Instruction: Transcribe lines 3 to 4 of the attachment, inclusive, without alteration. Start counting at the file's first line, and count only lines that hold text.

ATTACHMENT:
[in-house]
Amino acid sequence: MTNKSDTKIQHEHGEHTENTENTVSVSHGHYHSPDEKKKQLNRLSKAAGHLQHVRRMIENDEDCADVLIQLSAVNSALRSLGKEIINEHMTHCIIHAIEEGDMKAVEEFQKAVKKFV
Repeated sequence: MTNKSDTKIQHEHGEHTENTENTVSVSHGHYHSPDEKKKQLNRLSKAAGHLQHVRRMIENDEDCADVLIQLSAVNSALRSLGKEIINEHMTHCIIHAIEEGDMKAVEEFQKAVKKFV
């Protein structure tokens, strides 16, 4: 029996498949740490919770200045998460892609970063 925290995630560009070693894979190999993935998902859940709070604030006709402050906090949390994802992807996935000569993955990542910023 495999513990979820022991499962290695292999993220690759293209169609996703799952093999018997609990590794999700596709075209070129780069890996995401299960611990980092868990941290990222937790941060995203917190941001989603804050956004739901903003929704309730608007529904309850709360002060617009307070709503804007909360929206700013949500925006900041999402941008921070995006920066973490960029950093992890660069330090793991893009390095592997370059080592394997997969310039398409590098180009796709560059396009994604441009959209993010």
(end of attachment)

Repeated sequence: MTNKSDTKIQHEHGEHTENTENTVSVSHGHYHSPDEKKKQLNRLSKAAGHLQHVRRMIENDEDCADVLIQLSAVNSALRSLGKEIINEHMTHCIIHAIEEGDMKAVEEFQKAVKKFV
């Protein structure tokens, strides 16, 4: 029996498949740490919770200045998460892609970063 925290995630560009070693894979190999993935998902859940709070604030006709402050906090949390994802992807996935000569993955990542910023 495999513990979820022991499962290695292999993220690759293209169609996703799952093999018997609990590794999700596709075209070129780069890996995401299960611990980092868990941290990222937790941060995203917190941001989603804050956004739901903003929704309730608007529904309850709360002060617009307070709503804007909360929206700013949500925006900041999402941008921070995006920066973490960029950093992890660069330090793991893009390095592997370059080592394997997969310039398409590098180009796709560059396009994604441009959209993010």